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    This is just the story of a scam somebody tried to pull on me yesterday. It was too funny not to publish it.

    The fact is that I’m selling my car so I put it up on Facebook Marketplace. After a few hours, I received a Facebook message from a Caroline McMillan asking for more details. I complied and she replied straight away telling me that she wanted it and was ready to pay for it through PayPal. Whoa! Wait! PayPal? A car paid through PayPal without having looked at it? All my alarms went off. After a quick Google search, I firmly attested that I was talking to a scammer so I continued to check what the scam was about…

    I gave her (or probably him) my PayPal address to make the payment then it came… She tells me that she needs to wire money to the collection agency and that they don’t accept credit cards so she seeks my help by transferring 750 euros through Western Union. OK, this is the hook.

    Of course, I’m not going to transfer money before getting any fund and I let her know. I need to have money on my account before I pay for the car to be picked up. Surprisingly, she said, “Ok… i will make the payment asap.”

    Click for larger view

    A few minutes later, an email from PayPal arrives. Upon close examination, the email had plenty of holes, even typos. This is definitely not a native English speaker. Right after the bogus PayPal notification, another absurd email arrives from some “Williams” from PayPal telling me that they have the funds and that they’re waiting for me to send money through Western Union to the collection agency. At this point, I’m thinking, “Who’d fall for this?” So I ignore this last nonsensical email and replied to her, saying, “I’m waiting for the money to arrive. I’ll confirm when this happens. So far it’s not here yet.”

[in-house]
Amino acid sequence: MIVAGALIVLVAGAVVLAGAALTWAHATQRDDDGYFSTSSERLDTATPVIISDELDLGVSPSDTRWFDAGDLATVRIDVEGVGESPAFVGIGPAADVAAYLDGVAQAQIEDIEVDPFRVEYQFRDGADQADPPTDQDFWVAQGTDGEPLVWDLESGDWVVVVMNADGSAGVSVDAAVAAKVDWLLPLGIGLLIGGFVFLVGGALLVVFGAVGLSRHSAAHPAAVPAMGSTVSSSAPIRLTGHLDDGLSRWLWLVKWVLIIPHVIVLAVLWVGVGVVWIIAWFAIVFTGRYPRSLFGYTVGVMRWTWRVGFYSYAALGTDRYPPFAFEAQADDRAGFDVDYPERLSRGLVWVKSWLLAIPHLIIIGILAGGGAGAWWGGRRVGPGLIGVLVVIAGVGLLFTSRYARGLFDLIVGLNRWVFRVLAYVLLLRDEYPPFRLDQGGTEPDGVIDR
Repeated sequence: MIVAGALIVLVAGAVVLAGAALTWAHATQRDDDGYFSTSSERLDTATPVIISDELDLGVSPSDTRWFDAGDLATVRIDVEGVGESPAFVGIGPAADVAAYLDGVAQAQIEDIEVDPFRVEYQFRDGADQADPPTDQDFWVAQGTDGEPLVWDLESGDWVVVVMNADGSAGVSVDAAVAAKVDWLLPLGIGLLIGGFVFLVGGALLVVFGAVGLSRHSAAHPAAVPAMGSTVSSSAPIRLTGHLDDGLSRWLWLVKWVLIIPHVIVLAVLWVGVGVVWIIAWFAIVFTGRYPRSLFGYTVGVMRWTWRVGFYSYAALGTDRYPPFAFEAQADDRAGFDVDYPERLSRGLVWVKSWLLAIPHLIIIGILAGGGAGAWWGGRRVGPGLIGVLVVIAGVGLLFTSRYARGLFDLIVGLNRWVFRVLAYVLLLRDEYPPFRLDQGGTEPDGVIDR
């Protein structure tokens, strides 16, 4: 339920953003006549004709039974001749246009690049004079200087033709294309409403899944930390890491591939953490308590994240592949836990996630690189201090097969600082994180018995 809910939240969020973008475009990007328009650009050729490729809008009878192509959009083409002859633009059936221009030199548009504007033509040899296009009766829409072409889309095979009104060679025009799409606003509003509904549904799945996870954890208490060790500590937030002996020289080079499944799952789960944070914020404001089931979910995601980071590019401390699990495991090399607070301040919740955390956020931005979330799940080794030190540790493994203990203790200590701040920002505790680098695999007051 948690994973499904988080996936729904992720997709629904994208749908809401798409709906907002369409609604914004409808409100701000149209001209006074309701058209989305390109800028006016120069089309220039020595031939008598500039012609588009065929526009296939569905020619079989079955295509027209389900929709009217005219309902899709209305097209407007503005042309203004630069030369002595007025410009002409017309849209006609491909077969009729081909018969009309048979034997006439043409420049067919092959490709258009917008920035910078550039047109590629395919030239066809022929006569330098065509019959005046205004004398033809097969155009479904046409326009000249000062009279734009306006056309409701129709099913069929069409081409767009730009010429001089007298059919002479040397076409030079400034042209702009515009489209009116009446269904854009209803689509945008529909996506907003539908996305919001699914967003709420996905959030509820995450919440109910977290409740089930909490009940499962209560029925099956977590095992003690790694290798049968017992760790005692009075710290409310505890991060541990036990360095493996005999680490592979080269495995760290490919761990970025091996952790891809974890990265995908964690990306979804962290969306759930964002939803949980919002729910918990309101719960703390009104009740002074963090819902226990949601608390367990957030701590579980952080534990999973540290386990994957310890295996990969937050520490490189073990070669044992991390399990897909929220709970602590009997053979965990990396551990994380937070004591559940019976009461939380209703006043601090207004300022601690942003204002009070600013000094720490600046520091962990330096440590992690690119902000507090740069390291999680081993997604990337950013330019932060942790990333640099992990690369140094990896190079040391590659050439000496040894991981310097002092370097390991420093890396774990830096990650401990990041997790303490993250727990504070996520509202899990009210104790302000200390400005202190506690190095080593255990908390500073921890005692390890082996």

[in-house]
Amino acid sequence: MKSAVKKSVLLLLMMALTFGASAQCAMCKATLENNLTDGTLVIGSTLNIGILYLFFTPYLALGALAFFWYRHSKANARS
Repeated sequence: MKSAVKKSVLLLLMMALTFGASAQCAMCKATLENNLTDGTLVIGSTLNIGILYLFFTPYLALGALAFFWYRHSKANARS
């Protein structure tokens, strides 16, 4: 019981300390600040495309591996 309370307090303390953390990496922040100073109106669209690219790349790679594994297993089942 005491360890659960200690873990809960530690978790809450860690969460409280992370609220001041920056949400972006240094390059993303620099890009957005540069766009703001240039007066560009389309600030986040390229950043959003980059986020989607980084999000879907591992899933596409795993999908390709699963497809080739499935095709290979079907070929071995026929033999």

Desperate for the communication to continue, she replies by saying, “kindly read the mail sent to you very well.” That was really funny!

    Click for larger view

    At this point, I can’t get out much more from this scammer so I just sent her a link to a website warning people about this scam. So the link won’t be conspicuous, I shortened it with bit.ly and, after 5 minutes, when I accessed the stats page, I saw that there was a single hit for the link. Guess from where? Nigeria!

    The bottom line—far-fetched weird stories from the Internet are fine up until the point where scammers ask you to pay with money and more so through Western Union so beware.





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    • Dhruv Shah

      Thank you so much for this awarness ! thumbs up



     

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